Plans to re-site the statue of Birmingham Industrial Revolution giants Boulton, Watt and Murdoch have been suspended after city council officials said it would cost £147,000 to move the work of art to Centenary Square.
The figure, described as "astronomical" by council leisure chief John Alden, is in addition to a £55,000 bill for regilding the statue - taking the total cost to £202,000.
Coun Alden (Con Harborne), cabinet spokesman for leisure, sport and culture, ordered an inquiry into the financial estimates which were prepared by the council's urban design unit.
Coun Alden said: "We have already spent a lot of money regilding the statue, which is in storage. But the suggestion that it will cost £147,000 to place it on a plinth with some railings around is a scandal."
Regilding work took place in April last year by conservation experts at Telford. It was intended that the finished item should be placed on the spot in Centenary Square previously occupied by the Forward statue, which was destroyed by vandals. The statue was supposed to be at its new home by Christmas 2004.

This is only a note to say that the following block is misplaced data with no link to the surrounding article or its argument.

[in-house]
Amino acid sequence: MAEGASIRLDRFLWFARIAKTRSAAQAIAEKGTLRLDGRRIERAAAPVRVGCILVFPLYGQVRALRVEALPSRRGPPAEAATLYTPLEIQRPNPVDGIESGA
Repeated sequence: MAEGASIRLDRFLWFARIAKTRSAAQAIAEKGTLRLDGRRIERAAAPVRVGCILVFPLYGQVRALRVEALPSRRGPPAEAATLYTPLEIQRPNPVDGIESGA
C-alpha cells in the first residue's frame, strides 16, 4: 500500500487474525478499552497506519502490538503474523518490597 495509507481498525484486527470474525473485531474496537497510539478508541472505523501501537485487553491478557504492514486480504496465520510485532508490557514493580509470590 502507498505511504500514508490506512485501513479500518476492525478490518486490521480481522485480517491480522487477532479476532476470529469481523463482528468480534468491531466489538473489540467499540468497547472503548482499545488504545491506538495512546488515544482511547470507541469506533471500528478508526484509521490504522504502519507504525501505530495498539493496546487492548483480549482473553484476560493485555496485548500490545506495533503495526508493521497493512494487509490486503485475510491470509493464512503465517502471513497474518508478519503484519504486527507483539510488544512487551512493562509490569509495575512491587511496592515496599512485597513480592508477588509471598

The decision not to approve the £147,000 re-siting cost was being described last night by the council's Conservative-Liberal Democrat coalition as an example of a new and realistic attitude toward public spending.
The full council yesterday approved a 2.8 per cent council tax increase for 2005/06 - about 50p a week on average bills.
Tory council leader Mike Whitby promised "robust fiscal policies" and outlined proposals for £40 million of efficiency savings over the next three years.
Coun Whitby appealed to the council's 57,000 workforce to get behind the coalition. In a message designed to challenge the notion that they instinctively support Labour, Coun Whitby told them to now enjoy the "tingle of success".
He claimed the previous Labour council leadership had stifled innovation, adding: "This has crushed the independent spirit of our staff who do nothing without approval from the highest authority.
In consequence, our managers have not been able to manage properly and there are grotesque examples of the consequences scattered across the city."
But the coalition budget was described by Labour opposition leader Sir Albert Bore as "rhetoric devoid of ideas and issues".
Sir Albert (Ladywood) said additional spending on education and social services had only been made possible by a generous £73.5 million Government grant to Birmingham. In addition, the level of efficiency savings proposed was no greater than that put forward by Labour a year ago.
Sir Albert's alternative budget, which would have seen a council tax increase of 1.5 per cent, was rejected.